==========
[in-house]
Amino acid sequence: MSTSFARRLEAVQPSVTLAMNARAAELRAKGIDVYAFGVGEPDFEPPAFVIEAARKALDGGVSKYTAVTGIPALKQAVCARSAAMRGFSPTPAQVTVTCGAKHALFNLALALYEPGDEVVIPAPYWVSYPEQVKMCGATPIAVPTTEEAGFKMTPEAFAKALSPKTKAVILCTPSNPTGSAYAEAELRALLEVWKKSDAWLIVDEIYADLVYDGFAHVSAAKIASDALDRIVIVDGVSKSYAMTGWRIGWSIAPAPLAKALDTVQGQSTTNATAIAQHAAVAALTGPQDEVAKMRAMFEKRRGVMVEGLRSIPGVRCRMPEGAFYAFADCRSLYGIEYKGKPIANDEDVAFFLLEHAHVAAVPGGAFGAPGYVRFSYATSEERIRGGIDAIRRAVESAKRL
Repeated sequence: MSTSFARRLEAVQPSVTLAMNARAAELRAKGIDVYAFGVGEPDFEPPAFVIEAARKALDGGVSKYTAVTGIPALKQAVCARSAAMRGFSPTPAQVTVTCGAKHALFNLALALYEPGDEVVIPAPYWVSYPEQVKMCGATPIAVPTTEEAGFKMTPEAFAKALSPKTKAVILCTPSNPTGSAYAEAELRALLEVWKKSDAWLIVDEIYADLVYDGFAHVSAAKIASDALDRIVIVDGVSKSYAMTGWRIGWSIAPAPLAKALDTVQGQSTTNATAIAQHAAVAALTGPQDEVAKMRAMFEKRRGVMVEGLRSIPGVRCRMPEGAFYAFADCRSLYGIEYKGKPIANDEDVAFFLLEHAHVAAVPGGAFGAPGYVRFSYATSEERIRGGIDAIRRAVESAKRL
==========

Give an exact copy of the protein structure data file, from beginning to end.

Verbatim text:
[in-house]
Amino acid sequence: MSTSFARRLEAVQPSVTLAMNARAAELRAKGIDVYAFGVGEPDFEPPAFVIEAARKALDGGVSKYTAVTGIPALKQAVCARSAAMRGFSPTPAQVTVTCGAKHALFNLALALYEPGDEVVIPAPYWVSYPEQVKMCGATPIAVPTTEEAGFKMTPEAFAKALSPKTKAVILCTPSNPTGSAYAEAELRALLEVWKKSDAWLIVDEIYADLVYDGFAHVSAAKIASDALDRIVIVDGVSKSYAMTGWRIGWSIAPAPLAKALDTVQGQSTTNATAIAQHAAVAALTGPQDEVAKMRAMFEKRRGVMVEGLRSIPGVRCRMPEGAFYAFADCRSLYGIEYKGKPIANDEDVAFFLLEHAHVAAVPGGAFGAPGYVRFSYATSEERIRGGIDAIRRAVESAKRL
Repeated sequence: MSTSFARRLEAVQPSVTLAMNARAAELRAKGIDVYAFGVGEPDFEPPAFVIEAARKALDGGVSKYTAVTGIPALKQAVCARSAAMRGFSPTPAQVTVTCGAKHALFNLALALYEPGDEVVIPAPYWVSYPEQVKMCGATPIAVPTTEEAGFKMTPEAFAKALSPKTKAVILCTPSNPTGSAYAEAELRALLEVWKKSDAWLIVDEIYADLVYDGFAHVSAAKIASDALDRIVIVDGVSKSYAMTGWRIGWSIAPAPLAKALDTVQGQSTTNATAIAQHAAVAALTGPQDEVAKMRAMFEKRRGVMVEGLRSIPGVRCRMPEGAFYAFADCRSLYGIEYKGKPIANDEDVAFFLLEHAHVAAVPGGAFGAPGYVRFSYATSEERIRGGIDAIRRAVESAKRL